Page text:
• September 25, 2016
    Last updated 2 minutes ago

pinoy celebs

KathNiel pair return with ‘Barcelona: A Love Untold’

Young Filipino ‘love pair’ Kathryn Bernardo and Daniel Padilla star in a mature film of never-ending love and fresh starts

17:25 September 20, 2016

Young Filipino actors Kathryn Bernardo and Daniel Padilla, known as KathNiel in the Philippine entertainment industry, celebrate five solid years of partnership with a new feature film that tells of a love that remains unfinished and a life of waiting for a fresh start.

The Olivia M. Lamasan masterpiece, Barcelona: A Love Untold, brings back Bernardo and Padilla, who fans expect to deliver a more mature performance. The movie will hit UAE cinemas on September 22.

“I first worked with them in Pangako Sa ’Yo but before that I already saw them in She’s Dating the Gangster and Crazy Beautiful You,” said Lamasan in a video press conference with Dubai media.

“But the first time I worked with them was in Pangako Sa ’Yo, although I was not able to direct them there. I was one of those who helped mould the characters in that soap opera.”

The multi-awarded director confesses she regrets not directing KathNiel in Pangako Sa ‘Yo.

“It was really a regret I was not able to direct their show,” said Lamasan. “So when this project was offered to me by Malou Santos [one of Star Cinema’s executives], I readily agreed.”

In Barcelona: A Love Untold, 21-year-old Padilla plays Ely, a student taking his master’s in architecture and at the same time working as a tour guide and waiter in Barcelona. He is a man trying to move on from a past love affair.

“It was a challenging transition from She’s Dating the Gangster and Crazy Beautiful You because the past movies were light. Here we need to transition to more serious roles,” said Padilla. “It’s hard because it’s new for me and Kathryn — our voice, our actions. Inang [Lamasan’s industry nickname] was really good in how she handles us.”

Bernardo, 20, portrays Mia, who travels to Barcelona to start anew. She wants to make up for her past mistakes and prove herself worthy.

“Doing the whole film is the very challenge for me and DJ [Padilla’s nickname]. This movie should be our transition to more mature roles — we have so many mannerisms, there were a lot of corrections,” said Bernardo. “We’re very happy because we learnt a lot from Inang and everyone from the set. When you watch the movie, you will see the transformation and maturity.”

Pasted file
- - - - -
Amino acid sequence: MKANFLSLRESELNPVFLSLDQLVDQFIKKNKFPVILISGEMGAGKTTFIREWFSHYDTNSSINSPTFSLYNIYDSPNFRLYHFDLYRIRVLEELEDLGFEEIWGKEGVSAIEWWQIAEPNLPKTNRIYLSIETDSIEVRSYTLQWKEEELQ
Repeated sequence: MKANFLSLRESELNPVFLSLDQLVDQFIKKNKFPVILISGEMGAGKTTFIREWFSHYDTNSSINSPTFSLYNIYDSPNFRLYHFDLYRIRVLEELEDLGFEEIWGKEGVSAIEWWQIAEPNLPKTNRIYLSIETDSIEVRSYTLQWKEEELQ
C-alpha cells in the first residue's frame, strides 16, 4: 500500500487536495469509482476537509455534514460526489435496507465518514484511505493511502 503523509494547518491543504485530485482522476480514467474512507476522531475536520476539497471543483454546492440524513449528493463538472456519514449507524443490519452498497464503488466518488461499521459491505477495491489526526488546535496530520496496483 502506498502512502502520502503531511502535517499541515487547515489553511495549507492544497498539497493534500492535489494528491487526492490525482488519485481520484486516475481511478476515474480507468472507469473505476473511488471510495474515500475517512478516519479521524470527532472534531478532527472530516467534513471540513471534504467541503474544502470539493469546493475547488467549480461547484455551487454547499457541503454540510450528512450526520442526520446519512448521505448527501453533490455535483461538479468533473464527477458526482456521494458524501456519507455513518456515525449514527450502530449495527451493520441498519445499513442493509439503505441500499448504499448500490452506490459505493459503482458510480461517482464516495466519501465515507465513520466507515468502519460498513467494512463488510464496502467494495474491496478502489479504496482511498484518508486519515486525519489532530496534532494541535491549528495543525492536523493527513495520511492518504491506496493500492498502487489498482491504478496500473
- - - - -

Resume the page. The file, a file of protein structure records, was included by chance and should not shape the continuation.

Growing up

According to Lamasan, the two leads have transcended from teen stars to serious actors. “The success of every actor-director relationship and their success was really dependent on their openness, their commitment and their trust. [I told them to] trust in me and trust in themselves that they would deliver the roles.”

The story is inspired by the church of Sagrada Familia, which was designed by architect Antoni Gaudi as the people’s apology to God, but has remained unfinished because of his death in 1926.

“The lesson from the character of Ely is forgiveness. For you to love, you need to forgive and vice versa,” said Padilla.

Bernardo adds: “The whole movie is about forgiveness. For Mia, it’s forgiveness to herself and acceptance. Mia is looking for a second chance, her whole life she’s blaming herself in everything. Her experiences in Barcelona will lead her to forgive herself first before she can love others.”

Lamasan said the movie encourages soul-searching. “The movie allows us to introspect. The biggest question that the movie poses is do you have the courage to face yourself with all honesty? And after doing so, do you have the compassion to forgive and love yourself despite and in spite of?”

In the movie, Mia and Ely travel through their individual struggles until they find themselves falling for each other. The story details a budding romance until Mia realises that Ely has yet to move on from his past.

“Mia is the representation of the millennials now — her frustrations, how she hides her feelings,” said Bernardo. “I’ll miss the character of Mia after doing the movie because I’m so attached to the role. When you see Mia in the movie, she really represents the youth now.”

Lamasan adds: “The millennials today are driven, creative, very passionate and hungry for achievements and recognition. So that’s the character that Kathryn has in this film.”

“While Daniel’s character here as Ely is the representation of the youth who are in abroad now. Those OFWs [Overseas Filipino Workers] who will work for the betterment of their families in the Philippines.”

On the other hand, Padilla sees several similarities with Ely. “First is the love I have for my family, my love for my mother. How I work hard for my family. How I love deeply. Just like Ely, I’m simple and driven.”

Bernardo and Padilla say the movie is not only a transition in the roles they play, but also a way to solidify their tandem.

“I know Kathryn so well,” said Padilla. “In this movie we bonded more — we are much stronger. Doing this movie, we really needed to be team. You need to support each other — that’s the only way. That’s also the reason why we reached five years.”

Bernardo adds: “In this project, I really discovered how DJ matured. The five years helped us a lot in our teenage years — I saw how much he has grown and matured. I’m so proud on his performance how he handled himself on cam and off cam.”

 

Don’t miss it

Barcelona: A Love Untold releases in the UAE on September 22.